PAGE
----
Just like any company, football teams are entities that want to project a positive brand image.
How did the England football team transform itself from an object of national apathy and embarrassment to one of national pride and interest – even for non-football fans?
It’s a curious mix of good social media management, press communications and, of course, predominantly, good results. Let’s take a quick look and discover how England won back our hearts.
A meticulous communication strategy
“Nice to hear your own fans booing you. If that’s what loyal support is… for fuck’s sake.”
Wayne Rooney following England’s goalless draw to Algeria at the 2010 World Cup.
It’s been often commented that this crop of players are more ‘likeable’ than previous squads. But could it be that the previous sets of players were not unappealing individuals, instead they didn’t properly wield the power of social media and strategic communication?
For some, Wayne Rooney’s notorious, impromptu aside to camera during the 2010 World Cup epitomises the ridiculed England of old. What it betrayed, too, was a lack of care for a communication strategy with fans.
This time, England’s social feeds made sure to create highly shareable content that gave followers a ‘behind-the-scenes’ look into England’s daily routine and activities from their training camp in Russia, or at games. This was part of the FA’s strategy for increasing fan engagement.
The FA ran a mini-series of videos – Lions’ Den – which included video content as the players chronicled their time in Russia. This was in addition to the plethora of other content, aimed at giving fans access to players’ day-to-day activities on Twitter, Facebook and Instagram.
— England (@England) July 8, 2018
Before and during the tournament, press event and interview followed interview and press event. The focus was on doing away with the image of inaccessible, over-hyped megastars, instead projecting a more down-to-earth, likeable image.
This squad was cast as a set of players with no concern for money, WAGs or fame – but just a bunch away from their families and friends to chase their footballing dreams. This seemed to be epitomised by a press event where Danny Rose opened up about his depression diagnosis to several national newspapers.
This new approach represents a departure from the iron grip the FA previously enjoyed over player access. For once, as PR Week put it, ‘the team has enjoyed a positive relationship with media’. Could this have helped the players feel more comfortable on the pitch? As England’s penalties cruised confidently past David Ospina in the nerve-jangling shootout, it seemed so.
V enjoyable day at St George’s Park. A revolutionary one in terms of openness. All 23 England players available for interview in the futsal hall for 45 minutes. Felt a bit like speed dating! Congrats to FA press team for organising it and Gareth Southgate for embracing it. — John Cross (@johncrossmirror) June 5, 2018
Thanks to this new ethos, players were more open in their interactions, helping them win over legions of new fans. They were even creating their own viral content.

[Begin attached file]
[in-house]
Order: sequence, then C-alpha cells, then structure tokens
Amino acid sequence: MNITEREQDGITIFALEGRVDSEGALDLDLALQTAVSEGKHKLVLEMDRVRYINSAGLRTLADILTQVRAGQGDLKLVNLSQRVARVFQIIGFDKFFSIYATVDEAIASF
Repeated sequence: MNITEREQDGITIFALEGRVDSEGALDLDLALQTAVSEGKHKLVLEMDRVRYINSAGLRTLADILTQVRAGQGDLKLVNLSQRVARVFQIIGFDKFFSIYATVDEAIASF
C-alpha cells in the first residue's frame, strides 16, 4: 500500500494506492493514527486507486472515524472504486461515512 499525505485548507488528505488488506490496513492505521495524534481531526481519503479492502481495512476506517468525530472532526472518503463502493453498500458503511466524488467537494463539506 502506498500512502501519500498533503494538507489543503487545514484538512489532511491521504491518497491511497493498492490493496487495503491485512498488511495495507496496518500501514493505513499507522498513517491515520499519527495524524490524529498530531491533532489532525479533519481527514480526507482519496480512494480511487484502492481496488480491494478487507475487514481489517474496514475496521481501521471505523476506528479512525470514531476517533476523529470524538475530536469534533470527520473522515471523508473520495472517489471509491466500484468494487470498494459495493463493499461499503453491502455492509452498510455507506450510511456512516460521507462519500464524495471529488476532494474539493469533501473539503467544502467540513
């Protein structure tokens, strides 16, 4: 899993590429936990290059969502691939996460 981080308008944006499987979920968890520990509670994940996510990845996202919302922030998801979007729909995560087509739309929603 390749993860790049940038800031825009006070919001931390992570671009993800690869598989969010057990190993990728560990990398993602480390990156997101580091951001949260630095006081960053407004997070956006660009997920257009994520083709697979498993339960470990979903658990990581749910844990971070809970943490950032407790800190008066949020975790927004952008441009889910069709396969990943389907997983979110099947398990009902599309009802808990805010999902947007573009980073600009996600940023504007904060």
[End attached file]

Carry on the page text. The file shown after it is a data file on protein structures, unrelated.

“Can you ask the neighbours to put the bins out on Monday? We’re not going home just yet” pic.twitter.com/s1g3P3jj34
— Harry Maguire (@HarryMaguire93) July 8, 2018
A media masterclass from Southgate
No-one can dispute that manager Southgate stepped off the plane in England after a World Cup that heightened perceptions of his managerial ability among fans, pundits and players beyond all measure.
There’s no doubt that Harrogate’s-own Southgate is, simply, a genuinely nice man. A true Yorkshire gentleman.
This was evident as he consoled Colombia’s Mateus Uribe after their penalty shootout defeat. It would take a true cynic to suggest he did this for any reasons other than compassion and empathy – after all, he was on the receiving end of shootout heartache at Euro ‘96. This act of humanity proliferated social media networks and contributes to why, in the words of The Guardian, ‘the nation fell for Gareth Southgate’.
Although a fairly minor episode in the grander show, this is an instance of good PR that sharply contrasts with the ignominious tenure of his predecessor, Sam Allardyce; finally, England had a leader who represented integrity, honesty and magnanimity.
But there’s another aspect to Southgate – and that’s his calculated media strategy. Much like the press events involving squad players, Gareth brought the media onside like never before and projected a respectable and affable persona whilst successfully managing expectations.
Usually a favoured target for headline potshots, for once England players and their manager were feeling the warmth of favourable headlines from tabloids to broadsheets alike.
… and good football.
Of course, had England crashed out at the group stage following a handful of abject performances against relative footballing minnows (Iceland, Euro 2016, anyone?), nobody would be raving about the team, irrespective of the slickness of their communication and marketing efforts.
So there’s no downplaying the importance of Southgate’s tactical astuteness and his players’ efforts here. Southgate instilled a more distinctive playing style in the team, helped along the way by a rather fortunate draw that opened up in front of them. Oh, and a penchant for set pieces.
From a pitifully low ebb to ‘national heroes’; there’s no debate about the transformation in public perception of the England team. The power of a well-executed 3-5-2 formation, or the effect of properly-managed communications? Probably more the former – but the latter helps too, and may have had more effect that we give it credit.
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